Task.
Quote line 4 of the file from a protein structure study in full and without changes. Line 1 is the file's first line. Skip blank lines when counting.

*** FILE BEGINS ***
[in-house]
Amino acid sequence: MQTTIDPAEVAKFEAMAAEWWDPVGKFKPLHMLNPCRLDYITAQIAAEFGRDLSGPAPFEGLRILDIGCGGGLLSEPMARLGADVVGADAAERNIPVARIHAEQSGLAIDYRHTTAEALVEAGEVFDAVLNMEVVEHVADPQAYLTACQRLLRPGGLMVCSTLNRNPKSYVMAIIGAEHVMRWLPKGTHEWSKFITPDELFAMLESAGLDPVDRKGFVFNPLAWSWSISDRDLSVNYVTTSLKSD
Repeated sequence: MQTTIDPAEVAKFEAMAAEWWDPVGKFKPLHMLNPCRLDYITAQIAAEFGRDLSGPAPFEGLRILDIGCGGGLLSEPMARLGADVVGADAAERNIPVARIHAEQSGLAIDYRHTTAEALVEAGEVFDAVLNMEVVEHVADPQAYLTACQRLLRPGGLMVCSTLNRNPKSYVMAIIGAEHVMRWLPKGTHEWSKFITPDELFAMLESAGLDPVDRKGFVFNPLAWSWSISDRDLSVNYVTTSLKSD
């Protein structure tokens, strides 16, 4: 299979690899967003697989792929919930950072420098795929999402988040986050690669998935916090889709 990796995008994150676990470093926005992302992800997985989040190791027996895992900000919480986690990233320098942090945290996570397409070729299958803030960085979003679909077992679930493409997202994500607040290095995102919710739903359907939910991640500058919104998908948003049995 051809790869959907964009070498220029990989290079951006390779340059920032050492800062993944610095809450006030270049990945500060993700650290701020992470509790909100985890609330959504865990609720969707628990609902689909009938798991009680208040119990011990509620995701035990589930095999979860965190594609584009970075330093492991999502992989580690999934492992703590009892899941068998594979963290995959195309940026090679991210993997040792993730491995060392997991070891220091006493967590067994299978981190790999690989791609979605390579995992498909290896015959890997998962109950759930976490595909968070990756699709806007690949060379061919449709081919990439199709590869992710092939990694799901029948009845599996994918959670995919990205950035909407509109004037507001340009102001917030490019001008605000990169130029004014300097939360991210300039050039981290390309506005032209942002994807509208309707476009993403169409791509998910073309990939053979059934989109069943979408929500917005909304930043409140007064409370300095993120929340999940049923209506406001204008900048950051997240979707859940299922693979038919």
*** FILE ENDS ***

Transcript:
């Protein structure tokens, strides 16, 4: 299979690899967003697989792929919930950072420098795929999402988040986050690669998935916090889709 990796995008994150676990470093926005992302992800997985989040190791027996895992900000919480986690990233320098942090945290996570397409070729299958803030960085979003679909077992679930493409997202994500607040290095995102919710739903359907939910991640500058919104998908948003049995 051809790869959907964009070498220029990989290079951006390779340059920032050492800062993944610095809450006030270049990945500060993700650290701020992470509790909100985890609330959504865990609720969707628990609902689909009938798991009680208040119990011990509620995701035990589930095999979860965190594609584009970075330093492991999502992989580690999934492992703590009892899941068998594979963290995959195309940026090679991210993997040792993730491995060392997991070891220091006493967590067994299978981190790999690989791609979605390579995992498909290896015959890997998962109950759930976490595909968070990756699709806007690949060379061919449709081919990439199709590869992710092939990694799901029948009845599996994918959670995919990205950035909407509109004037507001340009102001917030490019001008605000990169130029004014300097939360991210300039050039981290390309506005032209942002994807509208309707476009993403169409791509998910073309990939053979059934989109069943979408929500917005909304930043409140007064409370300095993120929340999940049923209506406001204008900048950051997240979707859940299922693979038919």